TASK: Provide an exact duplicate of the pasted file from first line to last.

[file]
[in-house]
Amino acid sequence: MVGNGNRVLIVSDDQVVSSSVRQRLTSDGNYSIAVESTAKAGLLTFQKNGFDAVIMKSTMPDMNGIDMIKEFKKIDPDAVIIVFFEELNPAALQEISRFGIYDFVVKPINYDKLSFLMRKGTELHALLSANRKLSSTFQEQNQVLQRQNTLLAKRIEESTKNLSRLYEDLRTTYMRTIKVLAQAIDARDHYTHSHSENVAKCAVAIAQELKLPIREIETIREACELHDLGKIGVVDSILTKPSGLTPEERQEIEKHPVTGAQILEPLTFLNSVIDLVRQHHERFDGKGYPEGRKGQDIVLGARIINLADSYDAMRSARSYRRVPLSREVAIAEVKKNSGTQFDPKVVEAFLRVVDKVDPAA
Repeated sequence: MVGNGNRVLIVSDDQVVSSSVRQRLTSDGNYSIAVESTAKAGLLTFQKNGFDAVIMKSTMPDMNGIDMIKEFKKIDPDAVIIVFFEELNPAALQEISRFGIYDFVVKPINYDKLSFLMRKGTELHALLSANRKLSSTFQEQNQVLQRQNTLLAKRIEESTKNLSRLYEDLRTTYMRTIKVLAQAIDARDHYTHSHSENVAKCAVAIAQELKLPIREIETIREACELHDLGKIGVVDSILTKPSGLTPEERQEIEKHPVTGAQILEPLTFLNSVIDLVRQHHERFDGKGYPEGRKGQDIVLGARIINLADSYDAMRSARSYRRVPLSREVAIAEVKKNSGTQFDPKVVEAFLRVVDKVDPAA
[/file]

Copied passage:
[in-house]
Amino acid sequence: MVGNGNRVLIVSDDQVVSSSVRQRLTSDGNYSIAVESTAKAGLLTFQKNGFDAVIMKSTMPDMNGIDMIKEFKKIDPDAVIIVFFEELNPAALQEISRFGIYDFVVKPINYDKLSFLMRKGTELHALLSANRKLSSTFQEQNQVLQRQNTLLAKRIEESTKNLSRLYEDLRTTYMRTIKVLAQAIDARDHYTHSHSENVAKCAVAIAQELKLPIREIETIREACELHDLGKIGVVDSILTKPSGLTPEERQEIEKHPVTGAQILEPLTFLNSVIDLVRQHHERFDGKGYPEGRKGQDIVLGARIINLADSYDAMRSARSYRRVPLSREVAIAEVKKNSGTQFDPKVVEAFLRVVDKVDPAA
Repeated sequence: MVGNGNRVLIVSDDQVVSSSVRQRLTSDGNYSIAVESTAKAGLLTFQKNGFDAVIMKSTMPDMNGIDMIKEFKKIDPDAVIIVFFEELNPAALQEISRFGIYDFVVKPINYDKLSFLMRKGTELHALLSANRKLSSTFQEQNQVLQRQNTLLAKRIEESTKNLSRLYEDLRTTYMRTIKVLAQAIDARDHYTHSHSENVAKCAVAIAQELKLPIREIETIREACELHDLGKIGVVDSILTKPSGLTPEERQEIEKHPVTGAQILEPLTFLNSVIDLVRQHHERFDGKGYPEGRKGQDIVLGARIINLADSYDAMRSARSYRRVPLSREVAIAEVKKNSGTQFDPKVVEAFLRVVDKVDPAA